Save the Providence Library Children’s Specialists

[ 4 ] February 4, 2008 |

Fox Point LibraryI have always loved the library — a safe, free place to access an abundance of books, movies, and music of all genres. But once I had my children, the library quickly became more than just a place to check out items with my blue card. It became a regular hangout for our family. From when my boys were babies, the library provided a place for them to play no matter the weather outside. I always welcomed a change of scenery and a safe place for them to roam. My boys enjoyed the Cradle to Crayons program (for ages 1-3), with its toys, projects, and singing, and I loved seeing other adults and the validation and support we gave each other as we all were stumbling through the challenges of parenthood.

Since my boys were born, I can’t count the number of books, movies, CDs, and special children’s programs my boys and I have enjoyed at the library. And if it had a coffee bar, I would have even less reasons to leave.

Rochambeau Library

The librarians and children’s specialists are an integral part of this community. They are the storytellers and the friendly faces our children have come to know and trust. Our neighborhood library is the Rochambeau Branch, where the librarians know us by name, but when we visit the Fox Point and the downtown branches, the librarians there make my kids feel special as well. Many times they have gone out their way to find a book my son was searching for or helped track down something pertaining to their obsession of the day — from cows to nutcrackers to pirates, and everything in between.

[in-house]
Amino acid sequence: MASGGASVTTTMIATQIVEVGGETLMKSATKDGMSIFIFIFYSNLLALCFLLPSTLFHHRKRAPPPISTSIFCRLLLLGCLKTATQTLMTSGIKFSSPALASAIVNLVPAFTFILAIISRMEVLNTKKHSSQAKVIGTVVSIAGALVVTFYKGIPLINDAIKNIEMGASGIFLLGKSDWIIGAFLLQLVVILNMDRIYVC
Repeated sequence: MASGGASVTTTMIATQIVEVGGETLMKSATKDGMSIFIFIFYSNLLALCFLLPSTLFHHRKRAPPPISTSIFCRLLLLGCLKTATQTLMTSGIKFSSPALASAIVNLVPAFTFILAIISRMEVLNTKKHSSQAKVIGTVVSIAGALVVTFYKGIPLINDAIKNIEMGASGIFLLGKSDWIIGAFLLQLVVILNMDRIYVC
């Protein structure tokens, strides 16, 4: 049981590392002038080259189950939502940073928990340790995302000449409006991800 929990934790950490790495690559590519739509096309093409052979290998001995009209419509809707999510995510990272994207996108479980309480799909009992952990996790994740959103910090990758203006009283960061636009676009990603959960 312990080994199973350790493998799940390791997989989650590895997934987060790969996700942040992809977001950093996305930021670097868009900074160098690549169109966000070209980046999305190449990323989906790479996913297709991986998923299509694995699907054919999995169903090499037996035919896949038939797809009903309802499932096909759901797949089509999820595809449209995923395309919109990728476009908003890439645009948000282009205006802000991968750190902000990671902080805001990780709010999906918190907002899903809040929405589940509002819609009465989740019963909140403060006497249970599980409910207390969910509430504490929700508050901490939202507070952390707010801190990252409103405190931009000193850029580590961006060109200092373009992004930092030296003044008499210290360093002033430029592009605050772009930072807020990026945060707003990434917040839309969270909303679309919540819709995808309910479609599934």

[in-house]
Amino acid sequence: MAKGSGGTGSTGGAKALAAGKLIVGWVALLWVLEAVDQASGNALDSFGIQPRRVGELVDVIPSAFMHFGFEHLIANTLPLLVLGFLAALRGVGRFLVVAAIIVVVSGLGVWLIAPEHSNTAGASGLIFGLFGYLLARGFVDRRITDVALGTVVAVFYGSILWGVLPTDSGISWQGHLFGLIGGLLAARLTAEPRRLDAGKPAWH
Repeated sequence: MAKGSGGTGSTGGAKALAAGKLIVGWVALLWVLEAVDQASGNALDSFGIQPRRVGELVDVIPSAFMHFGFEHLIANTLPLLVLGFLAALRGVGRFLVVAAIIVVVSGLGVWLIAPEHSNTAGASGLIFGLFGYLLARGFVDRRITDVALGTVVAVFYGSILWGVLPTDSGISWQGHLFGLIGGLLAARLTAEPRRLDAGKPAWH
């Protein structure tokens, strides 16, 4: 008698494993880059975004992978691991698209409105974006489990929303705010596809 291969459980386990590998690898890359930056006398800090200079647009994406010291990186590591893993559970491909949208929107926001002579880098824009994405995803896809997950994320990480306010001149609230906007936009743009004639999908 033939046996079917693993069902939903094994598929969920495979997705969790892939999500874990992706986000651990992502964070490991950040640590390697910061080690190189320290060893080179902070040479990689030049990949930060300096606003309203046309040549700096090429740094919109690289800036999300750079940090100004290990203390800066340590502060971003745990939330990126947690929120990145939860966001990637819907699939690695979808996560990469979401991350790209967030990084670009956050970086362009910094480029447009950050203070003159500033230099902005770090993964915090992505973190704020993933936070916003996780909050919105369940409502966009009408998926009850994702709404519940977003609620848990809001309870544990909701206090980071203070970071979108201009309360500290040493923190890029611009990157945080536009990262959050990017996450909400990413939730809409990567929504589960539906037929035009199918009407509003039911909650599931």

Some of you may already know that the Providence Public Library (PPL) is currently planning to lay off seven branch children’s specialists in March. The impact of these projected layoffs means services at the small branches will be drastically reduced, existing staff will be left to deal with the basic tasks of managing books, and as a result, the children’s programming will suffer. The impact on our kids means no more Homework Help programs, no more Story Time, no Summer Reading program. Even if you do not use all of these services, think of the impact on kids in our community who do.

If you are a Providence resident and want to help save the jobs of the children’s specialists, write a letter to the mayor and your city council representative. One of the librarians has kindly provided a letter here for you to download and modify as you see fit.

– Send the letter addressed to the mayor to: (Letter)
Mayor David N. Cicilline
Providence City Hall
25 Dorrance Street, Providence, RI 02903
Phone: (401) 421-7740

Locate the address of your city council member. (Letter)

– Download a fact sheet.

Category: activities: indoor, baby, books / stories

Anisa Raoof

about the author ()

Anisa Raoof is the publisher of She combines being a mom with her experience as an artist, designer, psych researcher and former co-director of the Providence Craft Show to create the go-to spot for families in Rhode Island and beyond. She loves using social media to connect parents with family-related businesses and services and promoting ways for parents to engage offline with their kids. Anisa believes in the power of working together and loves to find ways to collaborate with others. An online enthusiast, still likes to unplug often by reading books and magazines, drawing, learning to knit, making pop-up books with her two sons and listening to records with her husband.

Comments (4)

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  1. Brenda says:

    Part of the problem is with the city funding, and another part is with the PPL Administration. They pay themselves generously while laying off staff. I’d write a letter to them as well–they seem sensitive to scrutiny.

    Dale Thompson, Director
    Providence Public Library
    150 Empire Street
    Providence 02903

  2. StephD says:

    We are new to the area, what is the PPL Admin? We will most definitely being sending letters to both places.

  3. Anisa Raoof Anisa says:

    PPL stands for Providence Public Library

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